Still with an appetite to that they give them.
He that defires to have a loving wife,
Must bridle all the fhew of that defire :
Be kind, not amorous ; not bewraying kindness,
As if love wrought it, but considerate duty.
Offer no love-rites, but let wives still feek'them ;
For when they come unfought, they seldom like them.

Johnson's Every Man out of his Humour. As out of wormwood bees fuck honey, As from poor clients lawyers firk money, As parsley from a roaited coney : So, tho' the day be ne'er so funny, If wives will it rain, down then it drives ; The calmeit husbands make the storm'eft wives.

Dekker's First Part of the Honeft Whore. I have ever found it most true in mine Own experience, that they which are most

Violent

Violent dotards before their marriage,
Are the most voluntary cuckolds after.

Dekker and Webster's Wefward Hot.
Some children look most sweetly at their birth,
That after prove hard-favour'd; and so do husbands :
Your honey moons foonest wane, and shew sharp horns.

Dekker's Match me in London. Marry! no faith ; husbands are like lots in The lottery, you may draw forty blanks Before

you

find one that has any prize
In him ; a husband gen'rally is a
Careless domineering thing, that grows like
Coral ; which as long as it is under
Water is soft and tender ; but as soon
As it has got his branch above the waves
Is presently hard, ftiff, not to be bow'd,
But burst : so when your husband is a futor,
And under your choice, lord how supple he is,
How obsequious, how at your service,
Sweet lady: once married, got up his
Head above, a stiff, crooked, knobby, inflexible,
Tyrannous creature he grows ; then they turn
Like water, more you would embrace the less
You hold.

Marfton's Courtezat.
What are husbands ? read the new world's wonders,
Such husbands as this monstrous world produces,
And you will scarce find such deformities;
They are shadows to conceal your venial virtues,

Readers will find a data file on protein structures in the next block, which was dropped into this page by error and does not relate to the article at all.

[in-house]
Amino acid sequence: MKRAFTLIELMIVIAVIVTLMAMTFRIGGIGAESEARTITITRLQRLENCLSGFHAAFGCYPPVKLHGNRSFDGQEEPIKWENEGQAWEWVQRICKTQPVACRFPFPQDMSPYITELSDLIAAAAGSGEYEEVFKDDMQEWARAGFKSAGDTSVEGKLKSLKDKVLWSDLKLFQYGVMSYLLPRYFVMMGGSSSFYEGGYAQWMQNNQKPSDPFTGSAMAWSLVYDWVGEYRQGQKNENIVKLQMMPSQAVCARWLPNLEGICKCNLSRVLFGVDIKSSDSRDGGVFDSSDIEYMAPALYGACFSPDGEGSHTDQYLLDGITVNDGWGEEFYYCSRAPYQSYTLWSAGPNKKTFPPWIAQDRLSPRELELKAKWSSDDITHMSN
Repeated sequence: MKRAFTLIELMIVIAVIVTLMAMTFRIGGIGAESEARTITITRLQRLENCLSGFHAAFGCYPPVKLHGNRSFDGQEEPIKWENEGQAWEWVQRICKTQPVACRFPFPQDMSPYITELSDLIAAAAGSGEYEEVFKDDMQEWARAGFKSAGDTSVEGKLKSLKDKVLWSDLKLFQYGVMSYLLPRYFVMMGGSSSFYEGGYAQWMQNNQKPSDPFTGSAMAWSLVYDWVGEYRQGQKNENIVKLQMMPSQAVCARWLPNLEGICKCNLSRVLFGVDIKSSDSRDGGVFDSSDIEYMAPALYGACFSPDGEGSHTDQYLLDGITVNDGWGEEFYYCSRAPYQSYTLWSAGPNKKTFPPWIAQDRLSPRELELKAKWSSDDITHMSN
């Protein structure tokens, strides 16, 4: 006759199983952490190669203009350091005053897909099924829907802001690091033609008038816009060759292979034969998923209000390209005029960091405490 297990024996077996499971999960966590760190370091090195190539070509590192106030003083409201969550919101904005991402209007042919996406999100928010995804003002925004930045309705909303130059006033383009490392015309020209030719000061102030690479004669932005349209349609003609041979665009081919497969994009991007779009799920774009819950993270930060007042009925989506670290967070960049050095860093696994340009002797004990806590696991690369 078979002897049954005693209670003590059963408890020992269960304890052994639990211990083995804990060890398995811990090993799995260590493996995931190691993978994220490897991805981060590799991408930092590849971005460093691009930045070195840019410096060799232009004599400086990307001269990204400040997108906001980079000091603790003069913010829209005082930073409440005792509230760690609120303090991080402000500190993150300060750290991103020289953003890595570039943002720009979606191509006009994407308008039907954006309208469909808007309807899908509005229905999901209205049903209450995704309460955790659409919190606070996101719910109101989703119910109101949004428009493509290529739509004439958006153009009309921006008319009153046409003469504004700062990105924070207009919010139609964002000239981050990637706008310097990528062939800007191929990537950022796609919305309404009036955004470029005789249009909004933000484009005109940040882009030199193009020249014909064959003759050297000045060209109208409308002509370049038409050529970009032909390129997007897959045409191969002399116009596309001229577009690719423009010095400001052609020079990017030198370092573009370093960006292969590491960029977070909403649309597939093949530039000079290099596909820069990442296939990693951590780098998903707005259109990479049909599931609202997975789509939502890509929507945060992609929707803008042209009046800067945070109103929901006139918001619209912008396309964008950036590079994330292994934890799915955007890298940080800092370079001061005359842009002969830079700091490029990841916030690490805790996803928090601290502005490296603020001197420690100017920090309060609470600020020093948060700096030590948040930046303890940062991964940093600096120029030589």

Sails to your mills, that grind with all occafions ;
Balls that lie by you to wash out your ftains ;
And bills nail'd up with horns before your stories,
To rent out last.

Beaumont and Fletcher's Rule a Wife and have a Wife. He that dares strike against the husband's freedom, The husband's curse stick to him, a tam'd cuckold ; His wife be fair and young, but moft dishonest, Most impudent, and have no feeling of its

Na

No conscience to reclaim her from a monster;
Let her lie by him like a fatt'ring ruin,
And at one instant kill both name and honour :
Let him be loft, no eye to weep his end,
And find no earth that's base enough to bury him.
Beaumont and Fletcher's Rule a Wife and have a Wife.

Know then,
As women owe a duty, fo do men.
Men must be like the branch, and bark to trees,
Which doth defend them from tempestuous rage,
Cloath them in winter, tender them in age:
Or as ewes love unto their eanlings lives ;
Such should be husbands custom to their wives.
If it appears to them they've stray'd amiss,
They only must rebuke them with a kiss ;
Or cluck them as hens chickens, with kind call,
Cover them under their wing, and pardon all :
No jars must make two beds, no ftrife divide them.
Those betwixt whom a faith and troth is giv'n,
Death only parts, since they are knit by heav'n.

Wilkins's Miseries of enforced Marriage.
To all marry'd men be this a caution,
Which they should duly tender as their life ;
Neither to doat too much, nor doubt a wife.

Maflinger's Pi&ure. A narrow minded husband is a thief To his own fame, and his preferment too ; He shuts his parts and fortunes from the world : While from the popular vote and knowledge Men rise to employment in the state.

Shirley's Lady of Pleasure, For oft a loving husband's aweful eye, Sets right the woman's (teps that went awry.

Sharphan's Fleire. -Young Wenches, Are like hungry hawks ; they'll stoop at Jackdaws, when they can meet with no better prey.

Glapthorne's Wit in a Confiable."